During the Interregnum period (1649-1660), following the
execution of King Charles I, the theatres of Britain were closed by Oliver
Cromwell. However, upon the restoration of Charles II as king in 1660, they were
re-opened and theatre managers, Thomas Killigrew and William Davenant,
specifically, were issued a royal charter to set up a theatre company.
Subsequently, the King’s Company and the Duke of York’s Company became the
major duopoly of the Restoration theatre scene.
This was also the first time that women were allowed on the
stage. Previously, female parts had been played by young boys or men but the
King had experienced the phenomenon of the actress during his exile on the
Continent and was highly impressed. The King’s Company was one of the first
theatre companies to feature actresses in the plays it staged and they were a sensation.
There is some debate as to who the very first British actress, as we would define
it today, was, although many say that the first female role to be played by a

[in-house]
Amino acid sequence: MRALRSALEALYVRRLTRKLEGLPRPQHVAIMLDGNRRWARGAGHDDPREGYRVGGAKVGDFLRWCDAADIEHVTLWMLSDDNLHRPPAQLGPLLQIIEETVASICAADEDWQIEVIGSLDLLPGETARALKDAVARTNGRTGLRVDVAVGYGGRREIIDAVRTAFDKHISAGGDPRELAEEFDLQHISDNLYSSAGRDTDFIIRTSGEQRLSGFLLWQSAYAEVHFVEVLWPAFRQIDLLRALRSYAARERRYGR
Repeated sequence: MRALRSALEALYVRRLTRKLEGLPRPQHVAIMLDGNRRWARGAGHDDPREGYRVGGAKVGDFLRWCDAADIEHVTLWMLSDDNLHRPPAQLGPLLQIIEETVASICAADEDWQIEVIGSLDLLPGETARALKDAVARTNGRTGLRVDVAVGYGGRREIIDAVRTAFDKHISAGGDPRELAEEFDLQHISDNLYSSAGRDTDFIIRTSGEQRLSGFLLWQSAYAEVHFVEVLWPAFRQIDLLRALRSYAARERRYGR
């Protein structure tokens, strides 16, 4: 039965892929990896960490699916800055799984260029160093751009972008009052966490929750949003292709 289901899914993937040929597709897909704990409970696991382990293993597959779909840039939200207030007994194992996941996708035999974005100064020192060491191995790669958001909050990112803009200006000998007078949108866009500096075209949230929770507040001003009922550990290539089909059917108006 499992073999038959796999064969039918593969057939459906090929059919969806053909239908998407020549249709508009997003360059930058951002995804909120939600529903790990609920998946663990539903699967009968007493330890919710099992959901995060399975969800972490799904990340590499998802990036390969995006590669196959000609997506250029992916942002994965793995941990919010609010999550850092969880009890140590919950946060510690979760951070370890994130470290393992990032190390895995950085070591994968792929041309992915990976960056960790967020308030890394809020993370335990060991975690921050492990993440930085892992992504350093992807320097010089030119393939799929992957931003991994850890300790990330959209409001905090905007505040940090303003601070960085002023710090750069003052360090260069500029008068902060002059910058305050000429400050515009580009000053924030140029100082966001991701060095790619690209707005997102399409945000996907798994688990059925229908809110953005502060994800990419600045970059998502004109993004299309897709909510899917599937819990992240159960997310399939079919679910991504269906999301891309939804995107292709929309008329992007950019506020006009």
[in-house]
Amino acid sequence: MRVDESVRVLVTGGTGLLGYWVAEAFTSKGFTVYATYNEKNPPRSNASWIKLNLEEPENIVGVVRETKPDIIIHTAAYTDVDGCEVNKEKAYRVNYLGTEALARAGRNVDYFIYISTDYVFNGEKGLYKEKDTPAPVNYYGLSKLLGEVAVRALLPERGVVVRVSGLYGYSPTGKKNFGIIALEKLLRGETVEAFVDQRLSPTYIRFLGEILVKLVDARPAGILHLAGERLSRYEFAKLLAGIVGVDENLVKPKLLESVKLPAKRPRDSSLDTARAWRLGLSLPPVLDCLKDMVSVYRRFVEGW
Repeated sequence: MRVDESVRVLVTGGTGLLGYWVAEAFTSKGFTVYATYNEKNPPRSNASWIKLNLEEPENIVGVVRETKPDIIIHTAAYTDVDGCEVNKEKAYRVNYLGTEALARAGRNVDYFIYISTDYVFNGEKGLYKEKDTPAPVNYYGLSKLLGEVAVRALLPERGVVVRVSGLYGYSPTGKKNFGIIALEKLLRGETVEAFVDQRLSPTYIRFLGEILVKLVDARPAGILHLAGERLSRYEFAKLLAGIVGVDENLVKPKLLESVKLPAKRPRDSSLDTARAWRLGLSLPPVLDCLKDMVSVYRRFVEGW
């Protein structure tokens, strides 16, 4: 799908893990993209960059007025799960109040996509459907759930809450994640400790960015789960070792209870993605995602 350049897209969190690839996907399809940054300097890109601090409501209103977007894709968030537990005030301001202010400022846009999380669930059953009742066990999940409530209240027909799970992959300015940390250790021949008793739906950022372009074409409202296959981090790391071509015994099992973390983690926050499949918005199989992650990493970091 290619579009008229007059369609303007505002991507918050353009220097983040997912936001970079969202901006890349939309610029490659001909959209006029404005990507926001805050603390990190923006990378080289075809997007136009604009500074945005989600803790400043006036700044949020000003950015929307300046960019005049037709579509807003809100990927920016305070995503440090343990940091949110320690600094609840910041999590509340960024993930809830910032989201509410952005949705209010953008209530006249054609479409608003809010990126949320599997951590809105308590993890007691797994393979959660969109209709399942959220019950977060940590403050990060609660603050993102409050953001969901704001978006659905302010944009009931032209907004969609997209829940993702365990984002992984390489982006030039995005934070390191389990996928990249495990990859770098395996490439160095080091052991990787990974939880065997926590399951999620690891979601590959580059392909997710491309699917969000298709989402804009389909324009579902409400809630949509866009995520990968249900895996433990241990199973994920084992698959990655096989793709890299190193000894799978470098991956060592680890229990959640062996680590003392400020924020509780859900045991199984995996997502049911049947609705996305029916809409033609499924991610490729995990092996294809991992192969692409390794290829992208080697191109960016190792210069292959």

woman was that of Desdemona in Shakespeare’s Othello on 8th December
1660. Male members of the audience, especially, flocked to see these talented,
charismatic ladies perform in a way that had never been seen before.
Pictured are the Restoration era actresses Nell Gwyn (who
later went on to become the most famous mistress of King Charles II), Mary
Saunderson, Anne Marshall and Margaret “Peg” Hughes. Other female actresses of
the era included Elizabeth Barry, Mary Knepp, Elizabeth Boutell, Katherine
Corey, Rebecca “Beck” Marshall (sister of Anne Marshall: occasionally, the two
performed as a pair), Hester Davenport and Mary “Moll” Davis. These women were
among the first ever celebrities and professional career girls.
It wasn’t all glitter and glamour for these girls, however.
Beck Marshall, especially, on several occasions, had to petition the king to
make sure she was protected against boisterous male audience members.